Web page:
The next major roadblock in translation of discovery, then, is validating the human clinical relevance of mouse models. To somewhat cheekily paraphrase Judah Folkman’s comment in cancer—if you have metabolic syndrome or colitis and you are a mouse, we can probably target your microbiome therapeutically. However, because it is not yet clear how faithfully and completely the mouse + microbiota holo-organism maps this same partnership in humans, validation and confirmation of rodent results in human clinical specimens is essential.
      In this issue of Cellular and Molecular Gastroenterology and Hepatology, Chassaing et al
      • Chassaing B.
      • Raja S.M.
      • Lewis J.D.
      • Srinivasan S.
      • Gewirtz A.T.
      Colonic microbiota encroachment correlates with dysglycemia in humans.
      address the human relevance of mouse models of metabolic syndrome. In their article, they provide evidence from patient samples that bacterial encroachment—a shrinking of the “bug-free” zone adjacent to the colonic epithelium—is a feature of human metabolic syndrome. Encroachment has been associated with human inflammatory bowel disease and was demonstrated in mouse models of both colitis and metabolic syndrome,
      • Chassaing B.
      • Ley R.E.
      • Gewirtz A.T.
      Intestinal epithelial cell toll-like receptor 5 regulates the intestinal microbiota to prevent low-grade inflammation and metabolic syndrome in mice.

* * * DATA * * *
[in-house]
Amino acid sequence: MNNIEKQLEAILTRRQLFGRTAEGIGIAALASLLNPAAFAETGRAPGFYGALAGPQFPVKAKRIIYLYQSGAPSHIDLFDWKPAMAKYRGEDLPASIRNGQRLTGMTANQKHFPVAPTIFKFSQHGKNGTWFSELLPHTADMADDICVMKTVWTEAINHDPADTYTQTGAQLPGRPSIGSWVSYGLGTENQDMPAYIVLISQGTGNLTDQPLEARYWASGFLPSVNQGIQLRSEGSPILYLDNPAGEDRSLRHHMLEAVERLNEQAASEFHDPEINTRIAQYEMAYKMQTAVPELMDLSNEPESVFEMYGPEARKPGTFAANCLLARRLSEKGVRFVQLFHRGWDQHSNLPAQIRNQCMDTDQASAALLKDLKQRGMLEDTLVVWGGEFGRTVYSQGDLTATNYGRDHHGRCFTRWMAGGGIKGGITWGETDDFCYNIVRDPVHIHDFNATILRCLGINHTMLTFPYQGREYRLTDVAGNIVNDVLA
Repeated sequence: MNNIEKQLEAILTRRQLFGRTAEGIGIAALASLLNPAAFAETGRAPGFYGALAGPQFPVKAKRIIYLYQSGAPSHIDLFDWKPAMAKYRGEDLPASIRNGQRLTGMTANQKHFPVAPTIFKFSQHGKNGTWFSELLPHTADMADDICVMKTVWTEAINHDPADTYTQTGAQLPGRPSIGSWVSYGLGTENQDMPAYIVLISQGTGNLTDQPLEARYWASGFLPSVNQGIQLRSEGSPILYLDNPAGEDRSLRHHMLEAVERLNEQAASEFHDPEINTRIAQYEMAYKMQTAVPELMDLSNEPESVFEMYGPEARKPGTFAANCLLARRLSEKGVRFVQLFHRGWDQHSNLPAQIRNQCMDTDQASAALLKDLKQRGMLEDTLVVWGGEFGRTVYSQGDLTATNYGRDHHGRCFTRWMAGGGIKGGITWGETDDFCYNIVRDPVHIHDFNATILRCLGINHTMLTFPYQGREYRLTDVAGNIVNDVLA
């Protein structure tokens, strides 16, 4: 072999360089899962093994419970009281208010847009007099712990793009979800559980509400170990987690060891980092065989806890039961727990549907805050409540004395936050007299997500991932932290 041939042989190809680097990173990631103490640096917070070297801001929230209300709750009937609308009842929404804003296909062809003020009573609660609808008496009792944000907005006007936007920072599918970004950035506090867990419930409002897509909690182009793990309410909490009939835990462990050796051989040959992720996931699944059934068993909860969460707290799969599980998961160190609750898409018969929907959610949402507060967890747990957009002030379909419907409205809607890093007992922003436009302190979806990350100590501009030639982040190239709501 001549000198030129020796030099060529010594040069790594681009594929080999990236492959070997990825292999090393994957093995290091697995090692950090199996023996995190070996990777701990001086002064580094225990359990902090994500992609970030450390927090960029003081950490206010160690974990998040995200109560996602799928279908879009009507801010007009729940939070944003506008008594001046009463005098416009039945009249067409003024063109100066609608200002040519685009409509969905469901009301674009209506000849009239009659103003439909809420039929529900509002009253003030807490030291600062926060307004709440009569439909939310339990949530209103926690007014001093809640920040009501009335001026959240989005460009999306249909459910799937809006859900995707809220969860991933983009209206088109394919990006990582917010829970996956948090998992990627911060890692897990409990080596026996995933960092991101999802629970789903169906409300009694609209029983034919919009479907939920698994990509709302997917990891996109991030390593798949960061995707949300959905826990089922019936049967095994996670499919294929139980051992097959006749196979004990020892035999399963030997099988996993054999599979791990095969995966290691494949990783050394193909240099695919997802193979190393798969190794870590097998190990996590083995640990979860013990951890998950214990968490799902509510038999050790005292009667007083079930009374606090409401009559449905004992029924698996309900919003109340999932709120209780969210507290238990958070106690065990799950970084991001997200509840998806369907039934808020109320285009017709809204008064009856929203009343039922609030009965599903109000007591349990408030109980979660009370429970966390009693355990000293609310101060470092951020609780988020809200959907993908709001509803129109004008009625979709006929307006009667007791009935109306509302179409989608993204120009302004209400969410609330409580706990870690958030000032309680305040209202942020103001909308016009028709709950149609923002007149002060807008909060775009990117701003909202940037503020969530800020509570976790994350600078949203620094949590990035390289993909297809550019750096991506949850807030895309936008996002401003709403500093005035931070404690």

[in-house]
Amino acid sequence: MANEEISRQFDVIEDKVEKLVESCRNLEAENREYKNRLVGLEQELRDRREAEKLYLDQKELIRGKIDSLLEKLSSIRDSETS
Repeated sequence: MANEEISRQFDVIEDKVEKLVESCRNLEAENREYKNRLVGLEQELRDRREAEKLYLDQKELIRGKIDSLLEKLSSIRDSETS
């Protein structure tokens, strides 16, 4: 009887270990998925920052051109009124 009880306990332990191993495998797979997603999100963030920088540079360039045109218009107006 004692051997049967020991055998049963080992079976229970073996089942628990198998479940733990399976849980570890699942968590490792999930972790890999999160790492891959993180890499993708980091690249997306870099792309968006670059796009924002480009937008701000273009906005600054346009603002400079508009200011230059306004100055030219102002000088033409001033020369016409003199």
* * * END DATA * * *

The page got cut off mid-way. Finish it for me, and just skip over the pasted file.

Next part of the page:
but the current study represents the first clear demonstration of the same phenomenon in obese human patients with diabetes. The authors report that in a cohort of 42 individuals ranging from 31 to 74 years of age, the epithelial–bacterial distance (the average width of the sterile mucus layer) was inversely correlated with body mass index, fasting glucose, and hemoglobin A1C levels.
      Interestingly, in these human patients the primary predictor of encroachment was dysglycemia. Unlike in mouse models in which body mass index and dysglycemia are essentially linked, here it was possible to separate these parameters in the analysis. Examining only obese patients with normal blood glucose versus healthy control subjects eradicated the difference in bacterial distance, uncoupling the effects of obesity and failed glucose regulation. This may be an important step in untangling the mechanisms driving metabolic syndrome and its associated low-grade inflammation, and underscores the power of comparing mouse and human results to shed light on mechanism. Together with an increased number of CD19+ cells (likely B cells) in the mucosa of diabetic patients, these data suggest that bacterial encroachment is contributing to the low-grade inflammation often observed in patients with metabolic syndrome.